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What is happening to our cherished freedom to monetize our political, financial, and geopolitical forecasting abilities via an Irish-domiciled prediction market of dubious legality? The Commodity Futures Trading Commission has charged Intrade with violating a ban on off-exchange options trading, and filing false forms with the agency.
Intrade announced it would no longer allow US residents to participate in any so-called real money markets and advised them to close open trades and withdraw funds. Unfortunately for its most prescient (or counterparty-risk averse) users, it appears the Intrade market on the existence of Intrade itself hasnâ€™t been operational since December 2010.
Prediction markets, which can be as accurate as aggregated polling data, have been lauded for their potential social utility. Nate Silver, the recent target of a large amount of misinformed criticism, is displeased: â€śOut of all things the CFTC could be doing to protect consumers and investors, it chooses to sue Intrade?!?â€ť But Matt Yglesias points out that the alternative, allowing illegal commodity contracts to be sold to US residents, doesnâ€™t seem tolerable if the CFTC is going to exercise anything close to its mandate:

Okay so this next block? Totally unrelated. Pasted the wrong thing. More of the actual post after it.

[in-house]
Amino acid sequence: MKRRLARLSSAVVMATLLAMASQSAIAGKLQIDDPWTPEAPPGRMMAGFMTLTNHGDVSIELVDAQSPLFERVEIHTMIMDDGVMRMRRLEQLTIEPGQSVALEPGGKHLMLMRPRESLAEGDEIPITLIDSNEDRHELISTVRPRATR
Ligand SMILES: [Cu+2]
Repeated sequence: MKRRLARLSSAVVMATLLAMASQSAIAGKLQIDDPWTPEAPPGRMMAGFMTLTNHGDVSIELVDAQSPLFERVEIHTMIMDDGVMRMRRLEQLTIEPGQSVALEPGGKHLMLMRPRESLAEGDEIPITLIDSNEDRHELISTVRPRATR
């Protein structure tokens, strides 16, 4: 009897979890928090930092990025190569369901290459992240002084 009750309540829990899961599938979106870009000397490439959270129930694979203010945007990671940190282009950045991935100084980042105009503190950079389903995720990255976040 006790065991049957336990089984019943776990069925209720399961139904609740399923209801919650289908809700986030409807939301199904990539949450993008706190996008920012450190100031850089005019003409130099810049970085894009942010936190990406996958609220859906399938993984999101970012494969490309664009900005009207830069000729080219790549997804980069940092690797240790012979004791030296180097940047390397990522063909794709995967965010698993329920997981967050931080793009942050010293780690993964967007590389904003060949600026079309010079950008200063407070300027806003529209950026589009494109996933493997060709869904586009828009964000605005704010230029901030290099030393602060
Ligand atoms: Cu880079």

This is futures speculation, there’s a legal way to do it, and what Intrade is doing isn’t that legal way. Now in practice, I doubt there’d be any harm if the CFTC decided to play nice and let this slide. But refusing to let it slide is exactly what we need regulators to do.
Justin Wolfers highlightsÂ an alternative path laid out in this 2008 paper, co-authored by more than a dozen academic luminaries, including Nobel laureate Vernon Smith. Its recommendation: allow non-profits and government agencies to run small-stakes prediction markets for research purposes, and private businesses to run internal markets limited to employees or contractors. This would allow â€śprediction markets [to] deliver on their promise [by] clear[ing] away regulatory barriers that were never intended to inhibit socially productive innovationâ€ť. — Ben Walsh
On to todayâ€™s links:
The mortgage interest tax deduction is no longer untouchable – Peter Eavis
How a new Congressional proposal could create a “tax bubble” – Nate Silver
How to fix the charitable deduction – Mina Kimes
Everything you need to know about the fiscal cliff in one FAQ – Wonkblog
Another deal on Greece’s debt, a late-night press conference and an inevitable fudging of the numbers – FT Alphaville
This deal “looks to be enough to keep the show on the road for now” – JP Morgan